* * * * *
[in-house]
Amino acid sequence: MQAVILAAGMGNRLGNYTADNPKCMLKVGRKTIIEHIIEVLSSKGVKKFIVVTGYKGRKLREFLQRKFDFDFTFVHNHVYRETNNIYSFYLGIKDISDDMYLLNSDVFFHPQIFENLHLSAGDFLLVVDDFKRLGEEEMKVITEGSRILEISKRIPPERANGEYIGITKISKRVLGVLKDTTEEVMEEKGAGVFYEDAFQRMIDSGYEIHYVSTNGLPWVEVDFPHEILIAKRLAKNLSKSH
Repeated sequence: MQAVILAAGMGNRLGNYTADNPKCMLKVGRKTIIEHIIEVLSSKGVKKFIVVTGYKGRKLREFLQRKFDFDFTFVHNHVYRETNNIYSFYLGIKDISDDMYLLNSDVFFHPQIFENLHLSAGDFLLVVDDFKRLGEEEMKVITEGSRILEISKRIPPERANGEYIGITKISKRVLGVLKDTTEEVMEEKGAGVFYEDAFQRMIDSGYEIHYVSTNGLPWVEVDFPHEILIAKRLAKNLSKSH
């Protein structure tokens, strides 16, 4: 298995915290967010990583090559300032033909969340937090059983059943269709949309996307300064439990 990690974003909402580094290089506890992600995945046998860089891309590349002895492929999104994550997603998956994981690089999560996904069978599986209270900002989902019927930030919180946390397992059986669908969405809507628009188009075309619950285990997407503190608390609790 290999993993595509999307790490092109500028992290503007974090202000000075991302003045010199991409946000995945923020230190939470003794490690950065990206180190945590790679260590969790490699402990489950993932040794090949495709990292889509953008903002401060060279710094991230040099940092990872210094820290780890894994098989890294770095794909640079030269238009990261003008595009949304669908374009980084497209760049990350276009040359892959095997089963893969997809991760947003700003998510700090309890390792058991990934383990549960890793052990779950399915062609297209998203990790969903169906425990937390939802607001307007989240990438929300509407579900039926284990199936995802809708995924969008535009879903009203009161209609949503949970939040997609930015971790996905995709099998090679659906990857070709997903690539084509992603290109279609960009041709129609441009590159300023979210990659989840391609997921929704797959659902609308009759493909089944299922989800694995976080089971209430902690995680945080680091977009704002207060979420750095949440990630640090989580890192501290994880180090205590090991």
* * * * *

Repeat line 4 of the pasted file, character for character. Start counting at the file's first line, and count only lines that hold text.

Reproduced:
């Protein structure tokens, strides 16, 4: 298995915290967010990583090559300032033909969340937090059983059943269709949309996307300064439990 990690974003909402580094290089506890992600995945046998860089891309590349002895492929999104994550997603998956994981690089999560996904069978599986209270900002989902019927930030919180946390397992059986669908969405809507628009188009075309619950285990997407503190608390609790 290999993993595509999307790490092109500028992290503007974090202000000075991302003045010199991409946000995945923020230190939470003794490690950065990206180190945590790679260590969790490699402990489950993932040794090949495709990292889509953008903002401060060279710094991230040099940092990872210094820290780890894994098989890294770095794909640079030269238009990261003008595009949304669908374009980084497209760049990350276009040359892959095997089963893969997809991760947003700003998510700090309890390792058991990934383990549960890793052990779950399915062609297209998203990790969903169906425990937390939802607001307007989240990438929300509407579900039926284990199936995802809708995924969008535009879903009203009161209609949503949970939040997609930015971790996905995709099998090679659906990857070709997903690539084509992603290109279609960009041709129609441009590159300023979210990659989840391609997921929704797959659902609308009759493909089944299922989800694995976080089971209430902690995680945080680091977009704002207060979420750095949440990630640090989580890192501290994880180090205590090991």